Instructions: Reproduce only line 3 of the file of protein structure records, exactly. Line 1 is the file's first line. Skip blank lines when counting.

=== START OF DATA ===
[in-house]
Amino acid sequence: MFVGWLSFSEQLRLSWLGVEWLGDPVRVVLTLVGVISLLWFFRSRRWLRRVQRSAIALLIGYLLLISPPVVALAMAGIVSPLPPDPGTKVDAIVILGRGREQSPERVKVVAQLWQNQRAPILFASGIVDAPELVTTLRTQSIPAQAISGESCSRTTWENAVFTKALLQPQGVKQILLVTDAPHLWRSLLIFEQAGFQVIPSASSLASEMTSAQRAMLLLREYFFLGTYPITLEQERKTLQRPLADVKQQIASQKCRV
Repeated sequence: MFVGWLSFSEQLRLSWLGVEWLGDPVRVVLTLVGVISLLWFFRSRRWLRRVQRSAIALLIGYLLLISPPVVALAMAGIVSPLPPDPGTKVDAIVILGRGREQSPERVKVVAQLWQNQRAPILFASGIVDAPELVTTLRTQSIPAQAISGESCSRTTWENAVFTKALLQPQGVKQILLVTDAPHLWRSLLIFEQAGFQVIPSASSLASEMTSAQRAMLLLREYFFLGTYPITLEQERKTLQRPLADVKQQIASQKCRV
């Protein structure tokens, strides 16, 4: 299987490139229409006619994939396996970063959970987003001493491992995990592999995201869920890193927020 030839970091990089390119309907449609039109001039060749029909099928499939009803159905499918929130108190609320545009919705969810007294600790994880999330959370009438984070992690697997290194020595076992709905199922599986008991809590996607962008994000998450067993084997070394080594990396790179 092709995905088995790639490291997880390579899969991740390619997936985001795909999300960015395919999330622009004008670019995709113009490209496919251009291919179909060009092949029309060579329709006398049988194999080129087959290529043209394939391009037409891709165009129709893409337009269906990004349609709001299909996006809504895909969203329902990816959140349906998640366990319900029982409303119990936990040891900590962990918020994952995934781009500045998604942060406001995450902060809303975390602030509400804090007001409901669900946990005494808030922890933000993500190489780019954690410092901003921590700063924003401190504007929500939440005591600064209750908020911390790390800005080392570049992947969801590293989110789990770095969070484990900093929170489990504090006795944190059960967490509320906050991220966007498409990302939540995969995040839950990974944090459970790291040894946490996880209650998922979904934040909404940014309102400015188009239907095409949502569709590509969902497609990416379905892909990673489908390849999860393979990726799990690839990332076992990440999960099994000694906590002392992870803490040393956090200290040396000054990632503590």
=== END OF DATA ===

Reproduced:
Repeated sequence: MFVGWLSFSEQLRLSWLGVEWLGDPVRVVLTLVGVISLLWFFRSRRWLRRVQRSAIALLIGYLLLISPPVVALAMAGIVSPLPPDPGTKVDAIVILGRGREQSPERVKVVAQLWQNQRAPILFASGIVDAPELVTTLRTQSIPAQAISGESCSRTTWENAVFTKALLQPQGVKQILLVTDAPHLWRSLLIFEQAGFQVIPSASSLASEMTSAQRAMLLLREYFFLGTYPITLEQERKTLQRPLADVKQQIASQKCRV